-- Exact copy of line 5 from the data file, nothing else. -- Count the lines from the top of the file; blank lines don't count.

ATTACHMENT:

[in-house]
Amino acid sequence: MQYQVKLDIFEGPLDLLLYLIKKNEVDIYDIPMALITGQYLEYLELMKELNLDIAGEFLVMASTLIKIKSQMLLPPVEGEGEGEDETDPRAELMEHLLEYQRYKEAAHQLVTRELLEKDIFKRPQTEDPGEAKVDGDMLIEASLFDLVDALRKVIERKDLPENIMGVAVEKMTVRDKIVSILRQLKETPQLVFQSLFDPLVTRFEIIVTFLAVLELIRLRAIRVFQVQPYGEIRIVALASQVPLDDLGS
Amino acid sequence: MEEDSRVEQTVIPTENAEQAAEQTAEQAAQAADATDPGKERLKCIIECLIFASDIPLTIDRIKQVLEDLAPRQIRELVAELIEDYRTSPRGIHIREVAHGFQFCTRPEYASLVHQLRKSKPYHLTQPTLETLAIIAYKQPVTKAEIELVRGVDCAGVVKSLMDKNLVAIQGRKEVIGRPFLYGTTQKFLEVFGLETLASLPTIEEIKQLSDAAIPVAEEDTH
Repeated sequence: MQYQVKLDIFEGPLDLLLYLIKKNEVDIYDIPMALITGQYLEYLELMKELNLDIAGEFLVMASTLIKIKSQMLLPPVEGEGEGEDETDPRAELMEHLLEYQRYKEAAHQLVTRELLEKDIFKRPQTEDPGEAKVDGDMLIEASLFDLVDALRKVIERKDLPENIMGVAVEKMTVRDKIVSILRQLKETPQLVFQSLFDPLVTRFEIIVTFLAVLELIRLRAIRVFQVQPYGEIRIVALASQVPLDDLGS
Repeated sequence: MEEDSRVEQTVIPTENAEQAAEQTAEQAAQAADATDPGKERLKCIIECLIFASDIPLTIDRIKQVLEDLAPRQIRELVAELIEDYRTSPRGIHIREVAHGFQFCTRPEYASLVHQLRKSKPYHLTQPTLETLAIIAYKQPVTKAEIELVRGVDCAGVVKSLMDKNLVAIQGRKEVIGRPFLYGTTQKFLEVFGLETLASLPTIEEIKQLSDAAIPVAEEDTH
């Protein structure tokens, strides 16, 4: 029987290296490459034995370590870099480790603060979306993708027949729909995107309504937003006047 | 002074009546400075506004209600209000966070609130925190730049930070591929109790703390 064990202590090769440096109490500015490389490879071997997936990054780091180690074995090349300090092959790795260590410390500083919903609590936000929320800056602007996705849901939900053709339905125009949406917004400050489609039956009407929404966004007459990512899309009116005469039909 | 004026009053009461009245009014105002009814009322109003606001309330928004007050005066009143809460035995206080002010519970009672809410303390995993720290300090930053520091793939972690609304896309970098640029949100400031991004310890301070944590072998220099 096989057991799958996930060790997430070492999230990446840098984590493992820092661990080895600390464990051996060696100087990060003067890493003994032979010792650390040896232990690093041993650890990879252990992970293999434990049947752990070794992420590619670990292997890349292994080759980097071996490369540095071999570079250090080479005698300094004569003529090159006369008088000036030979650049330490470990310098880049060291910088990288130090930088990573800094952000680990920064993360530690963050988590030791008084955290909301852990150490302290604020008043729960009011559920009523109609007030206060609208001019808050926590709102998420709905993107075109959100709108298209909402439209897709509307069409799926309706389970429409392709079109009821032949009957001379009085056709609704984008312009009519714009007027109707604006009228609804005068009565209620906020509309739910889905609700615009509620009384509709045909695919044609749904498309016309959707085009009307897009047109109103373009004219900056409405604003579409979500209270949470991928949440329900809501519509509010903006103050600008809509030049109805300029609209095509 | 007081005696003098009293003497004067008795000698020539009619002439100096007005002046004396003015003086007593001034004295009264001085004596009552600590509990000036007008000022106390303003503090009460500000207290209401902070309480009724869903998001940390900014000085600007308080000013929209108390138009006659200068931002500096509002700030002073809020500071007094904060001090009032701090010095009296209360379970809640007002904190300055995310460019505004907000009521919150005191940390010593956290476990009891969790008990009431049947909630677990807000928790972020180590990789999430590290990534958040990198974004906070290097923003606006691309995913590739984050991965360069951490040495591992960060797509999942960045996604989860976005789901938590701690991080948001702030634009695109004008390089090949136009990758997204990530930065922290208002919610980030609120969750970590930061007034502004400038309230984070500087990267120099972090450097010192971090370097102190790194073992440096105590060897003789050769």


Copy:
Repeated sequence: MEEDSRVEQTVIPTENAEQAAEQTAEQAAQAADATDPGKERLKCIIECLIFASDIPLTIDRIKQVLEDLAPRQIRELVAELIEDYRTSPRGIHIREVAHGFQFCTRPEYASLVHQLRKSKPYHLTQPTLETLAIIAYKQPVTKAEIELVRGVDCAGVVKSLMDKNLVAIQGRKEVIGRPFLYGTTQKFLEVFGLETLASLPTIEEIKQLSDAAIPVAEEDTH